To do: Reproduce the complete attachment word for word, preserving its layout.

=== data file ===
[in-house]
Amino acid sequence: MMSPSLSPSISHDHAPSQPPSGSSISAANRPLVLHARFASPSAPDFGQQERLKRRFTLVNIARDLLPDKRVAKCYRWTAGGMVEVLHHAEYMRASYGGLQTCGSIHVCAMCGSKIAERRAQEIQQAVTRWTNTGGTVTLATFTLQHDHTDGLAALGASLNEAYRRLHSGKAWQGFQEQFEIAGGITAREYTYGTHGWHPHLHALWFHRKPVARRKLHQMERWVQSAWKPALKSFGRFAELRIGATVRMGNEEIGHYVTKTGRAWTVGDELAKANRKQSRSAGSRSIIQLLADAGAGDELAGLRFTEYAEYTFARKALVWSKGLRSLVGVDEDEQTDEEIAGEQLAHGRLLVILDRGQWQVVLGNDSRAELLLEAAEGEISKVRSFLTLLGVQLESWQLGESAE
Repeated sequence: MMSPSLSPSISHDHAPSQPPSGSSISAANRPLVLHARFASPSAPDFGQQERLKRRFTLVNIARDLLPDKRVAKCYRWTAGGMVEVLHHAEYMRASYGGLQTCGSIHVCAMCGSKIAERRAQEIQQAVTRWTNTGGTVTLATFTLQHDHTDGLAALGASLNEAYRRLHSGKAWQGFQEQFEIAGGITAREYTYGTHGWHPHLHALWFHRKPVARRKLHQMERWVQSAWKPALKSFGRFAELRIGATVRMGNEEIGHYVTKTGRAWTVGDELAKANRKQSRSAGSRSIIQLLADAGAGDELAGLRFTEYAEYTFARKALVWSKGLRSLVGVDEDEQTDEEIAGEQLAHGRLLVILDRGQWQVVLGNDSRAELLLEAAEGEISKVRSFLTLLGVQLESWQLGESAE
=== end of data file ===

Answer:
[in-house]
Amino acid sequence: MMSPSLSPSISHDHAPSQPPSGSSISAANRPLVLHARFASPSAPDFGQQERLKRRFTLVNIARDLLPDKRVAKCYRWTAGGMVEVLHHAEYMRASYGGLQTCGSIHVCAMCGSKIAERRAQEIQQAVTRWTNTGGTVTLATFTLQHDHTDGLAALGASLNEAYRRLHSGKAWQGFQEQFEIAGGITAREYTYGTHGWHPHLHALWFHRKPVARRKLHQMERWVQSAWKPALKSFGRFAELRIGATVRMGNEEIGHYVTKTGRAWTVGDELAKANRKQSRSAGSRSIIQLLADAGAGDELAGLRFTEYAEYTFARKALVWSKGLRSLVGVDEDEQTDEEIAGEQLAHGRLLVILDRGQWQVVLGNDSRAELLLEAAEGEISKVRSFLTLLGVQLESWQLGESAE
Repeated sequence: MMSPSLSPSISHDHAPSQPPSGSSISAANRPLVLHARFASPSAPDFGQQERLKRRFTLVNIARDLLPDKRVAKCYRWTAGGMVEVLHHAEYMRASYGGLQTCGSIHVCAMCGSKIAERRAQEIQQAVTRWTNTGGTVTLATFTLQHDHTDGLAALGASLNEAYRRLHSGKAWQGFQEQFEIAGGITAREYTYGTHGWHPHLHALWFHRKPVARRKLHQMERWVQSAWKPALKSFGRFAELRIGATVRMGNEEIGHYVTKTGRAWTVGDELAKANRKQSRSAGSRSIIQLLADAGAGDELAGLRFTEYAEYTFARKALVWSKGLRSLVGVDEDEQTDEEIAGEQLAHGRLLVILDRGQWQVVLGNDSRAELLLEAAEGEISKVRSFLTLLGVQLESWQLGESAE